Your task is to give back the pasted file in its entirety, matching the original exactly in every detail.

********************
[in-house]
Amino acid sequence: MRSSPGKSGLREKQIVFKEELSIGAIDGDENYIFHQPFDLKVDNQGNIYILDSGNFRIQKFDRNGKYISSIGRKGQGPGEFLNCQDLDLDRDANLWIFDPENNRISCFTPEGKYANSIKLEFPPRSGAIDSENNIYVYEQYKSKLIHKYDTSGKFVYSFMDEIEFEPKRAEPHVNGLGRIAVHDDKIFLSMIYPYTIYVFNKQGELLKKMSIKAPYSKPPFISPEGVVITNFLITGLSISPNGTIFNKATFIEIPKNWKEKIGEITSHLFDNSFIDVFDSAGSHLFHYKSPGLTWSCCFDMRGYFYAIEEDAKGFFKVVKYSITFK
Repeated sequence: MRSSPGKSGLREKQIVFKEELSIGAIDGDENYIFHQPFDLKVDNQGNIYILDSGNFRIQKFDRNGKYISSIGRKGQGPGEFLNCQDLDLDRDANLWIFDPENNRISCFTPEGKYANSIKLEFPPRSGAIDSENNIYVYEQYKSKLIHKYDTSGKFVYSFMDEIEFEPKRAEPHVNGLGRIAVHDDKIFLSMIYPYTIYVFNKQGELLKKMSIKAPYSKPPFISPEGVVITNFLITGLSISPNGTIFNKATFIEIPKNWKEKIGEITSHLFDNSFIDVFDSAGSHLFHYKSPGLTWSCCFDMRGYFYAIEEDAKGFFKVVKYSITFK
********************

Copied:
[in-house]
Amino acid sequence: MRSSPGKSGLREKQIVFKEELSIGAIDGDENYIFHQPFDLKVDNQGNIYILDSGNFRIQKFDRNGKYISSIGRKGQGPGEFLNCQDLDLDRDANLWIFDPENNRISCFTPEGKYANSIKLEFPPRSGAIDSENNIYVYEQYKSKLIHKYDTSGKFVYSFMDEIEFEPKRAEPHVNGLGRIAVHDDKIFLSMIYPYTIYVFNKQGELLKKMSIKAPYSKPPFISPEGVVITNFLITGLSISPNGTIFNKATFIEIPKNWKEKIGEITSHLFDNSFIDVFDSAGSHLFHYKSPGLTWSCCFDMRGYFYAIEEDAKGFFKVVKYSITFK
Repeated sequence: MRSSPGKSGLREKQIVFKEELSIGAIDGDENYIFHQPFDLKVDNQGNIYILDSGNFRIQKFDRNGKYISSIGRKGQGPGEFLNCQDLDLDRDANLWIFDPENNRISCFTPEGKYANSIKLEFPPRSGAIDSENNIYVYEQYKSKLIHKYDTSGKFVYSFMDEIEFEPKRAEPHVNGLGRIAVHDDKIFLSMIYPYTIYVFNKQGELLKKMSIKAPYSKPPFISPEGVVITNFLITGLSISPNGTIFNKATFIEIPKNWKEKIGEITSHLFDNSFIDVFDSAGSHLFHYKSPGLTWSCCFDMRGYFYAIEEDAKGFFKVVKYSITFK